LEGAL GUIDE
Written by attorney Carl Michael Shusterman | Feb 21, 2011

Things to Consider Before Starting the PERM Process

A PERM labor certification can be a very complex process. Before embarking on this endeavor, consider the following:

  1. Labor Department red flags: Is the employer a closely held corporation, partnership or sole proprietorship in which the foreign employee might have an ownership interest? Are there family ties between the owners, stockholders, partners and/or corporate officers and the foreign worker?

If any of these red flags exists, the Labor Department might question the job offer? The PERM application could be subject to an audit, in which the employer would be asked to show that they are offering a bona-fide job and that the job has first been open to U.S. workers. The audit will also look for any evidence that the foreign worker may have influenced the hiring decisions and examine whether any family member of the foreign worker had control over the hiring process.

  1. Pink slips: In the last six months, has the employer laid off any employees in the area of intended employment?

If so, then the employer must show that it has notified and considered all potentially-qualified laid off U.S. workers of the job opportunity. The Labor Department will also want to know, in detail, the results of the notification and consideration of the laid-off workers.

  1. Tell it like it is: Do the foreign worker’s qualifications match the requirements in the job description?

An employer may think that the foreign worker qualifies for the job based on a calculation of experience equivalent to education. However, the foreign worker must qualify for the primary job requirement, and not just the secondary qualifications. Let’s say that an employer seeks a software engineer with a Bachelor’s degree and five years of experience. They end up hiring a software engineer with a three-year degree from a university in India, a diploma in Software Application and five years of experience. While the employer is satisfied that their new employee fulfills their job requirements, the Labor Department may not be. Because the employee does not exactly fulfill the primary job requirement of a Bachelor’s degree plus five years of experience, the employer must specify in the PERM application that they will accept any suitable combination of education, training, or experience. Likewise, they must show that they have considered any similarly-qualified U.S. applicants.

  1. Tricks of the trade: Did the foreign worker gain any of the required experience with the employer filing the PERM application?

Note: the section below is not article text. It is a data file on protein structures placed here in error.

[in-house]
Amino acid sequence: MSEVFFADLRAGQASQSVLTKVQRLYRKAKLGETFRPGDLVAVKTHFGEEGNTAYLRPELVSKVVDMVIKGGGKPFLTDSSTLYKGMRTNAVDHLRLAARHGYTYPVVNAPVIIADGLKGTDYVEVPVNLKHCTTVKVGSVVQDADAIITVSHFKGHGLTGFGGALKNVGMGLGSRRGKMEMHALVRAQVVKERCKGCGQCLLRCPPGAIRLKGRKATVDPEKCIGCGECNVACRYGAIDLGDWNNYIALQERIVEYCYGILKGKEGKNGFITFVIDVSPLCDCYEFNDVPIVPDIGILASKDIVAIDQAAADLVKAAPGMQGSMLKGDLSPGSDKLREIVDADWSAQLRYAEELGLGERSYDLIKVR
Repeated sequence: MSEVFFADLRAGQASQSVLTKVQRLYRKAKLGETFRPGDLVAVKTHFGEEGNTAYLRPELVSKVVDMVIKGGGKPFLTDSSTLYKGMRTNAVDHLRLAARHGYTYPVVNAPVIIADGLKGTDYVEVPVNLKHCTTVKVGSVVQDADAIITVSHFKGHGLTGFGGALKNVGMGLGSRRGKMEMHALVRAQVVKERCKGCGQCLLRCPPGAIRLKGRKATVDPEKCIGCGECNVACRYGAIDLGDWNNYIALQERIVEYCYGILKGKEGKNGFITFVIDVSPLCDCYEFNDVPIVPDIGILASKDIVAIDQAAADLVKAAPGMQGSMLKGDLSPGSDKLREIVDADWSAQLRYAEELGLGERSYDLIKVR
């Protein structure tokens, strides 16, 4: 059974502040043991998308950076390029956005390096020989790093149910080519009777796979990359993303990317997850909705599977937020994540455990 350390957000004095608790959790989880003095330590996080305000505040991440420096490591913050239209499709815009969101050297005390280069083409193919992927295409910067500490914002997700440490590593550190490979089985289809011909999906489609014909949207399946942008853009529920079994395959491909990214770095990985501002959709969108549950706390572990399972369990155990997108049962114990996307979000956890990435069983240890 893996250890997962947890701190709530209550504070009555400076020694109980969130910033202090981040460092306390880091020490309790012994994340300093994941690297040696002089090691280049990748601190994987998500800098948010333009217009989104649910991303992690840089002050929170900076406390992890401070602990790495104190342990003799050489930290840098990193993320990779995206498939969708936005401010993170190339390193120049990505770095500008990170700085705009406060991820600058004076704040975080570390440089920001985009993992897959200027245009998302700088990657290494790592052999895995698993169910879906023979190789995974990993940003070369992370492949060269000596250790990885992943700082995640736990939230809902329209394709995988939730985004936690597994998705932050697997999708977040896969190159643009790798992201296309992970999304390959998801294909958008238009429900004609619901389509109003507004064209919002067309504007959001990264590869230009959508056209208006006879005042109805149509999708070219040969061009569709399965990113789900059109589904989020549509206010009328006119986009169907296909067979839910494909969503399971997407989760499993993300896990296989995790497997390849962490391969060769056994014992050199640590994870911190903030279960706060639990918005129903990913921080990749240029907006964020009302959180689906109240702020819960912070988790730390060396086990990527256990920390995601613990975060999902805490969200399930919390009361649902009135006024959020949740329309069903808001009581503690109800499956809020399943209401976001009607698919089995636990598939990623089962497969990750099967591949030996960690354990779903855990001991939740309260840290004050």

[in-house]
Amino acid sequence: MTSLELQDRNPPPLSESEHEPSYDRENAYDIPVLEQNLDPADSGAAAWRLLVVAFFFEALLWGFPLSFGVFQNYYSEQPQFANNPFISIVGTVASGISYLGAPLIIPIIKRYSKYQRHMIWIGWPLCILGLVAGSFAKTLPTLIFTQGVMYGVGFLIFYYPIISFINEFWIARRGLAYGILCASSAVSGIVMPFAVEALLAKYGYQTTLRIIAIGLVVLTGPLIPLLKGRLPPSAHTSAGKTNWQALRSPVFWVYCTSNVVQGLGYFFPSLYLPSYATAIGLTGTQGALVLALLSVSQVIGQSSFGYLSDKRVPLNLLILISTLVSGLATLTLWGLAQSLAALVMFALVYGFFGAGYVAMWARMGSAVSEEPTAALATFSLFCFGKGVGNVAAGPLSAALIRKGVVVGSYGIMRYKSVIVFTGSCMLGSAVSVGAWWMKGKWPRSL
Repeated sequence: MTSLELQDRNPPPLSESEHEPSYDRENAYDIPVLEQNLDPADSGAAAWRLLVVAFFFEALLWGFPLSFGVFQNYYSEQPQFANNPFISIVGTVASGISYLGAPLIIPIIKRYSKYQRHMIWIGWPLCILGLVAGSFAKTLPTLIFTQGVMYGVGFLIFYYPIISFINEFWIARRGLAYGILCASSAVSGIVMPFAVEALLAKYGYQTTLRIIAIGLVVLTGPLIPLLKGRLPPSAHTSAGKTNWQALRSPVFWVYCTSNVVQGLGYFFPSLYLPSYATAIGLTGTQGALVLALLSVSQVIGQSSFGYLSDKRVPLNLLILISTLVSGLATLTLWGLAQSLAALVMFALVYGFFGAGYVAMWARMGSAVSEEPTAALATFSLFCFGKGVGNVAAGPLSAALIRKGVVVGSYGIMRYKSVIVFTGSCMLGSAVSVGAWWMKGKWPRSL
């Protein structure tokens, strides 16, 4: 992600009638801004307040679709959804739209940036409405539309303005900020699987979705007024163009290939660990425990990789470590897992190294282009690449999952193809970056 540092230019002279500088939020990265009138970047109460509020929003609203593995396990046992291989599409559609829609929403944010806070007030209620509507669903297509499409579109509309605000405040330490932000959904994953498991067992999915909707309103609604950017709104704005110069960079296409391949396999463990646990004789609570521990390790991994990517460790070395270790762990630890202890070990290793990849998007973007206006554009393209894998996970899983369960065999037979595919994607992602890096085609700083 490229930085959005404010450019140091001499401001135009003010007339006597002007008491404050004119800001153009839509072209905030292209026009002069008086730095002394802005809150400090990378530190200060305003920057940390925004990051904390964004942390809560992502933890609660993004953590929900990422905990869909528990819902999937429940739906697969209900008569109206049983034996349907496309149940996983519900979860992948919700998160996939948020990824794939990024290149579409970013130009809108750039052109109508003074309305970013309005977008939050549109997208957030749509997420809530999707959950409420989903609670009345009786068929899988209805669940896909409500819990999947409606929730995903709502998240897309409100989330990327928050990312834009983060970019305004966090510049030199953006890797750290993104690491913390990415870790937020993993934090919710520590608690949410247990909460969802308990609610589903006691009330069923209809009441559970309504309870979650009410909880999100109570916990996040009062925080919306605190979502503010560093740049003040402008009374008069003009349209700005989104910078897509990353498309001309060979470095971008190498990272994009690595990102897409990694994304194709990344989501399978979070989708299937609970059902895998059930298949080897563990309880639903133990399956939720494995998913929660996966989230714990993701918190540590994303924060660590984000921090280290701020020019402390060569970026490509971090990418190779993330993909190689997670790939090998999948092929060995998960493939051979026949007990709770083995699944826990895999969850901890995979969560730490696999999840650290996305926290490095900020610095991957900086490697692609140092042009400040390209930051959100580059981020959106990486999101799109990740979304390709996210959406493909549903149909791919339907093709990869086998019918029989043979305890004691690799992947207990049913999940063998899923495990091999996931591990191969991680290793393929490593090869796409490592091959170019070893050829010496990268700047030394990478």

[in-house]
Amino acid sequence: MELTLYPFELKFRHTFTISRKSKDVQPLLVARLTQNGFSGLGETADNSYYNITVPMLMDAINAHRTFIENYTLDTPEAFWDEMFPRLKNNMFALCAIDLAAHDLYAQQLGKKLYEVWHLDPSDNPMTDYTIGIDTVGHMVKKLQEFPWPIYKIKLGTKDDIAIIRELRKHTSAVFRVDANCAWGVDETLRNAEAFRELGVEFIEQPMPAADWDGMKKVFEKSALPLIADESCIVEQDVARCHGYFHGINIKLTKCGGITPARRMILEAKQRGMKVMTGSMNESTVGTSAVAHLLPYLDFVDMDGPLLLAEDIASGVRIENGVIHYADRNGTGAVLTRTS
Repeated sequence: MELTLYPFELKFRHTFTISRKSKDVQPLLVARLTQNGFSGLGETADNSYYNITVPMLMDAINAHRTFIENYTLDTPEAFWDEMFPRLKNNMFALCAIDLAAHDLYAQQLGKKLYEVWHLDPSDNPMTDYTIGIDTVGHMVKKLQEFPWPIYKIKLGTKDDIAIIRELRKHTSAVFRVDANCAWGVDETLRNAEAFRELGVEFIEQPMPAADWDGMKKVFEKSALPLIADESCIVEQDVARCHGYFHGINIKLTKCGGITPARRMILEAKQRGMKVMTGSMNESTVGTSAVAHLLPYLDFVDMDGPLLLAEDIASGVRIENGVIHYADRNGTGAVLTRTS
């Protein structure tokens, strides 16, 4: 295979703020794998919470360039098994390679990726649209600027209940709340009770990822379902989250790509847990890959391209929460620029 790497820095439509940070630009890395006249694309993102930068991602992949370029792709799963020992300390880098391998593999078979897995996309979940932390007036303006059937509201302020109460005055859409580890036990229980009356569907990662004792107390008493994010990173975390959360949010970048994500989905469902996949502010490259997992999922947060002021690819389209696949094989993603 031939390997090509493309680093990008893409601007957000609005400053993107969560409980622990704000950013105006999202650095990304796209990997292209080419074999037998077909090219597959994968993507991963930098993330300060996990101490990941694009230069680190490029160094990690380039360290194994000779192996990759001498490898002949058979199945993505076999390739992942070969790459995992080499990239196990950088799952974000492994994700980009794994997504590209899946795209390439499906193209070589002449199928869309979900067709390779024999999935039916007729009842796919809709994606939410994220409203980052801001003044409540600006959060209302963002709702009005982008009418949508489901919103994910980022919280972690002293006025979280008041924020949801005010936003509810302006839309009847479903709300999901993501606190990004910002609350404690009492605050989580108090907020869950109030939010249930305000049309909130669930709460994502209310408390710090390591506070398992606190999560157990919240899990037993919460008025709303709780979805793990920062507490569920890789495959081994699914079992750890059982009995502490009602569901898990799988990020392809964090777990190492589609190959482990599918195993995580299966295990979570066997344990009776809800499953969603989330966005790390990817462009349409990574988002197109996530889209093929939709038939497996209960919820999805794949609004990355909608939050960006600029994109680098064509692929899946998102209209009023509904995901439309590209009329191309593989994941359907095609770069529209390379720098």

If so, the Department of Labor may audit the application. The employer may not require any U.S. applicants to possess training and/or experience beyond what the foreign worker possessed at the time of hire, including as a contract worker, unless:

  • the foreign worker gained the experience in a position “not substantially comparable to the position for which the certification is sought for". A “substantially comparable" job or position means a job or position requiring performance of the same job duties more than 50% of the time; or

  • the employer can demonstrate that it is no longer feasible to train a U.S. worker to qualify for the position.

In this case, the employer is defined by their Federal Employer Identification Number (FEIN). If the foreign worker has related experience with an associated company abroad, but with a different FEIN, the Department of Labor will consider it to be experience with a different employer for the purposes of the labor certification.

  1. In this economy?:Is the job market vibrant enough to require and sustain foreign workers in this occupation?

Filing a PERM application is an expensive and time-consuming process. In addition to all of the above considerations, an employer should also seriously assess how the current job market may affect their labor certification. A high unemployment rate in the area or significant layoffs in the industry or occupation may create a pool of qualified and eager U.S. workers. If there are qualified U.S. workers who are willing to perform the job, you cannot proceed with the labor certification process.

To maximize efficiency and resources, an employer should seriously and honestly consider the viability of the application as well as the vulnerability of the application to the Labor Department’s audits, all before initiating the labor certification process.

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